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  • Monocle November 7, 2020
    The Briefing

    Experts examine the level of social unrest in the U.S. following the country’s presidential election.

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  • Recovery Project April 13, 2020
    Democracy in a Post COVID19 World

    COVID-19 has stressed state institutions and global relations. As we look ahead towards recovery, countries are going to be grappling with a variety of issues, some of them anticipated and others completely unforeseen.

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  • TED January 16, 2020
    A Path To Security for the World’s Deadliest Countries

    A person is more likely to die violently if they live in a middle-income democracy with high levels of inequality and political polarization than if they live in a country at war. But while few people can do much to end war, regular voters can be the greatest force for change in rotten democracies.

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  • Dissenter November 1, 2019
    On A Savage Order; Decivilization, Dirty Deals, And Recivilization
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  • Radio Café January 30, 2019
    Ending Epidemics of Violence

    Repression can incite greater disorder within a region and export violence to other places. Instead, to heal a society of epidemic violence requires the middle class helped by social organizers and politicians willing to make deals.

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  • A Cure for Massive Violence: Rachel Kleinfeld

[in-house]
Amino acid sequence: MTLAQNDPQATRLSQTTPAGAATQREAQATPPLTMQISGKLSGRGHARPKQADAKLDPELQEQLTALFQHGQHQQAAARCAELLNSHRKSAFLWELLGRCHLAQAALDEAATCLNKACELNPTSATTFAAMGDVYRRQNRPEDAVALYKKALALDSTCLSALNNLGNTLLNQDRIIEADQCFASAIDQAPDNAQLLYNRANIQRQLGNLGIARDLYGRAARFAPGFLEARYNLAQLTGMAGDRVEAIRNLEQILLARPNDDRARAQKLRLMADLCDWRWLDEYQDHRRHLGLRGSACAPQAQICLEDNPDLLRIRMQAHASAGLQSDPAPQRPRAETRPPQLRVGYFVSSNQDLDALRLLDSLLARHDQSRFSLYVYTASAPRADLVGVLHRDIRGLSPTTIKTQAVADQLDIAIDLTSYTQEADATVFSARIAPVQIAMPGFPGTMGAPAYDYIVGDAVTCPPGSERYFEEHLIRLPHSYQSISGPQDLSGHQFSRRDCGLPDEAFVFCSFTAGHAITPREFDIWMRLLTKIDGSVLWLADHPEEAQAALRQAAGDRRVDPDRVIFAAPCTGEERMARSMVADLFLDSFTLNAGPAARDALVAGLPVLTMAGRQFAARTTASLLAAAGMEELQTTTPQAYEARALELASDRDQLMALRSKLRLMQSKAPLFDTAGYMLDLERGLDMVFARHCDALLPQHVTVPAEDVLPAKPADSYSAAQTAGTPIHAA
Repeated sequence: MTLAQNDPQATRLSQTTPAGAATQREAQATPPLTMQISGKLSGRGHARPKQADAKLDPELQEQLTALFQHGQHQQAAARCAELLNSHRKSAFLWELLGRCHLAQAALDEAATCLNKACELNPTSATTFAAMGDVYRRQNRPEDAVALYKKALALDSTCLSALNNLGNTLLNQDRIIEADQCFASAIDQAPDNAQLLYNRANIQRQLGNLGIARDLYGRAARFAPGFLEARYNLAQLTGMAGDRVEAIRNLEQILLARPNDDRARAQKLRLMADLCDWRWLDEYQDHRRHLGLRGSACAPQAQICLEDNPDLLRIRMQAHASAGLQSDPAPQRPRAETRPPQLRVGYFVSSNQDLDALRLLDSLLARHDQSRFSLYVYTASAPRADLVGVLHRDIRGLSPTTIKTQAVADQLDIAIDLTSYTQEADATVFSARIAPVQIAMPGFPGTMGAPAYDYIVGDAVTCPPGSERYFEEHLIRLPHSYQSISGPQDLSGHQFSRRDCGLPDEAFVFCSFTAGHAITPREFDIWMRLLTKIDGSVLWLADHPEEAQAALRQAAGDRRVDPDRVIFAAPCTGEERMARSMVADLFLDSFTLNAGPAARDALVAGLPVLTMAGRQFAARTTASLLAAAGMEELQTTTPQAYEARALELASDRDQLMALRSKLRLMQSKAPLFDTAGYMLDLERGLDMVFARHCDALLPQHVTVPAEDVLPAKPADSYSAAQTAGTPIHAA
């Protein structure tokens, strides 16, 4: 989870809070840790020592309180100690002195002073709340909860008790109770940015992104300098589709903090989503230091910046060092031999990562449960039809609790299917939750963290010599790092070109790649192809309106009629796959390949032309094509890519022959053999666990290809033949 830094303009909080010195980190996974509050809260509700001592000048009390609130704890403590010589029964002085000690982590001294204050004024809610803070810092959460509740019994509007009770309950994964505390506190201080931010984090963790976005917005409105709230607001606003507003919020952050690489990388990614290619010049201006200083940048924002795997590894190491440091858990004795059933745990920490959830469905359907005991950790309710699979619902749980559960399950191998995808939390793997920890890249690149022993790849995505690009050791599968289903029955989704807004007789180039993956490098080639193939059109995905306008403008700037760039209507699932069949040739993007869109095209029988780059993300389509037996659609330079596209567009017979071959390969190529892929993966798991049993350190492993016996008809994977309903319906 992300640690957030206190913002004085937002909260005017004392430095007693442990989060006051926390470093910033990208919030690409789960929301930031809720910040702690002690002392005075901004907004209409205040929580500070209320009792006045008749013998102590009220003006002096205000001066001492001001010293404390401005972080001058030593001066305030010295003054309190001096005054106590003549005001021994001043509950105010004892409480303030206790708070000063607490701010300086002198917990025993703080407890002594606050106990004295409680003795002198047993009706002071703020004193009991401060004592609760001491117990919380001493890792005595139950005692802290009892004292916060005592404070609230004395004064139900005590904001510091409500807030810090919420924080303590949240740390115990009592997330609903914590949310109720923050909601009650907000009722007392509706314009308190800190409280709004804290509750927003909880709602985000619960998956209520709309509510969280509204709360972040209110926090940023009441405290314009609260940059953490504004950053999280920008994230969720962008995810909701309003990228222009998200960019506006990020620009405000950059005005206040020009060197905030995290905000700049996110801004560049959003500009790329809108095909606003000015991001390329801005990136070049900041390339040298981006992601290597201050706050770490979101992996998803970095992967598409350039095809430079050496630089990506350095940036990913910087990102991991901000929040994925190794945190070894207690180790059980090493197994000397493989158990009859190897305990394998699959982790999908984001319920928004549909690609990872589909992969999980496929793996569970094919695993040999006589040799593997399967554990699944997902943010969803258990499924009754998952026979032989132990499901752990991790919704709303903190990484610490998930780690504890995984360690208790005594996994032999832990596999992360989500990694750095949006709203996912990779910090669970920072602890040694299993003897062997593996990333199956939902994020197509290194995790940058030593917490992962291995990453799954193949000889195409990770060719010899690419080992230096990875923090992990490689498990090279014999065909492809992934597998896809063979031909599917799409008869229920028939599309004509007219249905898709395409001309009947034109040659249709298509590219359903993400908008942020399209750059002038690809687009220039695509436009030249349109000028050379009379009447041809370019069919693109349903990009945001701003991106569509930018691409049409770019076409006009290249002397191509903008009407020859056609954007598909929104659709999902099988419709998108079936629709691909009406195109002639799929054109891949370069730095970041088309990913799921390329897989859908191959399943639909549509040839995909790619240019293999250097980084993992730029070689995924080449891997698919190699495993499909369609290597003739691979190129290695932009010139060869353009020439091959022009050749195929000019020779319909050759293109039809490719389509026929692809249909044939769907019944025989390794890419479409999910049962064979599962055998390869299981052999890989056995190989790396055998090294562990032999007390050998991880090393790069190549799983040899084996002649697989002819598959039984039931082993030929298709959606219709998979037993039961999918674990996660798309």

How Do We Fix It?: A Repair Manual For the Real World January 17, 2019
    A Cure for Massive Violence

    Decivilization can happen anywhere when violence becomes regularized. However, recovery is possible when complicit states reform and regular people, especially the middle class, address the violence and disorder in their communities.

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  • Science Salon: A Savage Order
    Skeptic January 15, 2019
    Science Salon: A Savage Order

    Getting on the road to recivilization requires fixing violent and corrupt systems. Such reform can shift the incentives on the ground and may provide an opportunity for deeper change in society.

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  • KERA Think December 5, 2018
    The World’s Most Violent Places Are Not at War

    Highly unequal societies are some of the most violent places on earth. Recovery requires an attentive middle class and politicians willing to make deals.

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  • American Interest December 4, 2018
    Overcoming Violence

    The distinction between political and criminal violence is not as stark as many think. When governments become complicit with violence these distinctions begin to blur.

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  • Can Violent Countries Get Better?
    Carnegie Council for Ethics and International Affairs November 9, 2018
    Can Violent Countries Get Better?

    Really violent places can get better, but it is not an easy path.

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Source: http://carnegieendowment.org/experts/index.cfm?fa=expert_view&expert_id=699